Pundita on the Kargil Morality Tale, told in soup

Pundita was kind enough to give me a personal
shout-out in her poignant, first-person parable about shepherding Americans in
Kargil — as a metaphor for the central truth that foreign policy systematically
overlooks
:

Dr.
Ernie, I hope you see this essay. The ultimate point I make is that
it’s just a bunch of
people
, whether they reside on
the other side of the globe or right here in the USA. To never lose sight of
that fact is to always have a bridge that is much stronger than academic
analysis and policy and development language.

We might not always be
‘right’ in how we try to deal with the problems of the developing world, but the
bridge allows us to keep refining communications.

So it is for dealing
with misunderstandings that arise between neighbors, co-workers and family
members, and so it is for “foreign” relations and development strategies.

I’m
not saying a couple master chefs can’t do wonders with a few kerosene stoves and
cooking pots, but the other Westerners at the table were lulled by their
expectations into assuming that the kitchen staff and accouterments matched the
menu offerings.

That,
in one sentence, is the type of mistake behind much that goes wrong with US
policy toward governments in less-developed countries. Such governments have
learned to project the trappings of modernized administration but are in truth a
long way from modern and informed.


Pundita’s response to Sach’s “Global War on Poverty”

Foreign-policy blogger Pundita graciously took
the time to summarize her perspective on Jeffrey Sach’s proposed solution to global poverty. Read the rest of this entry »


How to help the Working Poor

Hat tip to Our Friend Andy: The Brookings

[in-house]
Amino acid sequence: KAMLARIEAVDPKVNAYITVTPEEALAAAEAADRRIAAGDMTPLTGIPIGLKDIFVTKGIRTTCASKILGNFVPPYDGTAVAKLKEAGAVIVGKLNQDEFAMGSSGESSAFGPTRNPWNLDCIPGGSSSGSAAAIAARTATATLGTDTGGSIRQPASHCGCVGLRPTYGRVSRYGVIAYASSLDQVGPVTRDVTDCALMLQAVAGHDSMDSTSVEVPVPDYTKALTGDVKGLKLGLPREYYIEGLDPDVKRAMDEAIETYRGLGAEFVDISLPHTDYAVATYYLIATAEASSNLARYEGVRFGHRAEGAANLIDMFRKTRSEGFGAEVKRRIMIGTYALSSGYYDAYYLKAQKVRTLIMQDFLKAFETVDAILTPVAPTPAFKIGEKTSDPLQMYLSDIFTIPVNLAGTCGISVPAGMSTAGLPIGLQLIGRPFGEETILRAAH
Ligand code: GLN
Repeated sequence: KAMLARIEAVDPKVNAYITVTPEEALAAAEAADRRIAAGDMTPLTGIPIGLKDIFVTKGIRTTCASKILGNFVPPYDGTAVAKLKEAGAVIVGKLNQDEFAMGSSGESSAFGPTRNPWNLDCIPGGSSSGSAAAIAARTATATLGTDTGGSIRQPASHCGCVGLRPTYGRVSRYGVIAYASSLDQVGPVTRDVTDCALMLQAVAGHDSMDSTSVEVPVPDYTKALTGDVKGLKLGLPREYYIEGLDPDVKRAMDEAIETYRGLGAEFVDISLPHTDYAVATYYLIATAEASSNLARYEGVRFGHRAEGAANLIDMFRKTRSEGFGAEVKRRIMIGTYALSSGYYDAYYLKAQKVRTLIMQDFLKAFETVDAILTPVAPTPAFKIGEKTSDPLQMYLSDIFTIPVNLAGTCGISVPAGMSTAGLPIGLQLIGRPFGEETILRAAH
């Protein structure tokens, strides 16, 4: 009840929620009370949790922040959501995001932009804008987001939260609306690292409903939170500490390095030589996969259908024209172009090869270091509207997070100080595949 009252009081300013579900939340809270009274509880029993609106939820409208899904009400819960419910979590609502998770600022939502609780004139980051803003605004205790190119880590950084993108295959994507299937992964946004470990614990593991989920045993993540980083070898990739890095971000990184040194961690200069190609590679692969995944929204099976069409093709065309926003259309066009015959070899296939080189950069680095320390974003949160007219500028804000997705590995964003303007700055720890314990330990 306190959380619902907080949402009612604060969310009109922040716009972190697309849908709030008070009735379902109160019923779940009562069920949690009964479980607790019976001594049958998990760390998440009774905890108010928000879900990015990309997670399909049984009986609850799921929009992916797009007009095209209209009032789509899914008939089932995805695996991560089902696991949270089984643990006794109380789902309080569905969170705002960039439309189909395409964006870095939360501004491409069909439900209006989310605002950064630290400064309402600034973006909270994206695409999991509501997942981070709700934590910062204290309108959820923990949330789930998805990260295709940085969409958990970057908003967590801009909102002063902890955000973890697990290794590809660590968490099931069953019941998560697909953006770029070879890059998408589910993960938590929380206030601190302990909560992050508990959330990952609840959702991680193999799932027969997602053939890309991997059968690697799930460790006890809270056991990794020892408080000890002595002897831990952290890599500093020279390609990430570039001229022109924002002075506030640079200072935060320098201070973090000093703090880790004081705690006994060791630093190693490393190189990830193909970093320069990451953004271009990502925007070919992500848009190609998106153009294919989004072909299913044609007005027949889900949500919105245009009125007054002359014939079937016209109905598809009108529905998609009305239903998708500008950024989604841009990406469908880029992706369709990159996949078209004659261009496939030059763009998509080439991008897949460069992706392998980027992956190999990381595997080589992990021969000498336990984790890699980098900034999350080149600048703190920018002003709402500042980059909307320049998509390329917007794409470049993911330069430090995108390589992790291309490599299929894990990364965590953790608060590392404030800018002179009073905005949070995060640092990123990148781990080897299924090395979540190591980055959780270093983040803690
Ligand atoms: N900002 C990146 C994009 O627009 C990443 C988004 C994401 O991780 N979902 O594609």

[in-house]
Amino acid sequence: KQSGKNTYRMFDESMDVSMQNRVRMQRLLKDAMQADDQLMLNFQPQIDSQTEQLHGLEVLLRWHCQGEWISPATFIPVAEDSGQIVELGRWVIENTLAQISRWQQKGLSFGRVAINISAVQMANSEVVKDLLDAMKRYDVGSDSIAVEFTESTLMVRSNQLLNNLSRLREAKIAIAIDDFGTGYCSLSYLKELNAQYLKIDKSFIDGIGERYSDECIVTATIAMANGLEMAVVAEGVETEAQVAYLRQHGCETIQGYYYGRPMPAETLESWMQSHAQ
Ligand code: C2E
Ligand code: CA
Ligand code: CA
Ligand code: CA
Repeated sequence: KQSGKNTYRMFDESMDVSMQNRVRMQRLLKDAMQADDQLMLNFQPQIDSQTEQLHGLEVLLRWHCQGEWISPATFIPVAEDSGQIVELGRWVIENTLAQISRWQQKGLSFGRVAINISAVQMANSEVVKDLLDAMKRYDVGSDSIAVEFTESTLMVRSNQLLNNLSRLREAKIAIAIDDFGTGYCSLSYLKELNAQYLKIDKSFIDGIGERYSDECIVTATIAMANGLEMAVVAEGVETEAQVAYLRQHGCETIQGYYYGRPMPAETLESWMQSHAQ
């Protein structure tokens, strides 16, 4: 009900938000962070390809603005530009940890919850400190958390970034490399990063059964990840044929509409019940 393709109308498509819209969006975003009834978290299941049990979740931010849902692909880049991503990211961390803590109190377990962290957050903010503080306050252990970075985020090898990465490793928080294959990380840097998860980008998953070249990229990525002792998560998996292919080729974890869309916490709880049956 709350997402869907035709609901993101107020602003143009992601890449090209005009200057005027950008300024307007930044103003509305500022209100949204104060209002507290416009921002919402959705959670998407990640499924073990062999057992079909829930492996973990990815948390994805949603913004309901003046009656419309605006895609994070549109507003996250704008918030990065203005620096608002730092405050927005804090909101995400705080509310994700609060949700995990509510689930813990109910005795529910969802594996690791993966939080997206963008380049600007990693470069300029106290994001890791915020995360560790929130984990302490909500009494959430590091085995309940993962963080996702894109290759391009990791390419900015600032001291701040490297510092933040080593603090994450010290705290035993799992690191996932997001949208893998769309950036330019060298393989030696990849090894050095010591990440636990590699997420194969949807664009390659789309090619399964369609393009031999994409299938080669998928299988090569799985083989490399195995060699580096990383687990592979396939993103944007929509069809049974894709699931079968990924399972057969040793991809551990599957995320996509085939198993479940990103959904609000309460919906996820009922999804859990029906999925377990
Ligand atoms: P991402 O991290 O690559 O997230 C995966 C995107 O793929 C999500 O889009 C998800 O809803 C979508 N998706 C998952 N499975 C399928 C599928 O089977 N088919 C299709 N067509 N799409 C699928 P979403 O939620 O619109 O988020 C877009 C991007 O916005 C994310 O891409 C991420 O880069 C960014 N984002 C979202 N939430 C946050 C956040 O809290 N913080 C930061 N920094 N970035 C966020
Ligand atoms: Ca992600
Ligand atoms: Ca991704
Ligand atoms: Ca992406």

Institution has a fascinating presentation that appears to argue that the best
way to help the working poor — beyond creating
accessible, high-value jobs — is to lower their artificially high cost of
living (due to perceived risk, market abuses, and poor
information).

Shortening the “Long Tail” of politics

The Long Tail is a much-discussed phenomena in
marketing and technology circles; one example is how Amazon makes more money on the million non-best-sellers
its able to carry than it does on the top 100,000 you’d find at a corner
bookstore. To put it actionably, rather than merely trying to monetize the most
popular items, create an infrastructure that allows you to cost-effectively
monetize the entire “tail” of the
distribution.

Read the rest of this entry »

Billy Rojas’ Radical Centrist Manifesto, Part I

The prolific Billy Rojas has just posted another
impressive article, on the detailed philosophical and historical basis of
Radical Centrism:
The Radical Centrist
Manifesto

A PLATFORM
for CRITICAL-MINDED MORAL POLITICS

By :
Billy Rojas

Read the rest of this entry »


Radical Middle Psychology

Hat tip to Yellow Line. Mark Satin recently posted another of his comprehensive analyses of radical middle trends, this time about psychology:

Like radical middle politics, radical middle psychology is pragmatic and ethical and conducive to personal growth. It is tailor-made for those of us who are committed to being fully present for each other while doing great things in this world.

Read the rest of this entry »


Radical Centrist Philosophy ? In Quotes!

Billy’s on a roll! He just posted a(nother) very
impressive two-part series outlining the basis of a Radical Centrist philosophy.
The first part is primarily a collection of fascinating quotes from
classical, modern, and current thinkers (including yours truly :-). The second
is what I might call an early historical analysis of the emergence of radical
centrism
.

Read the rest of this entry »

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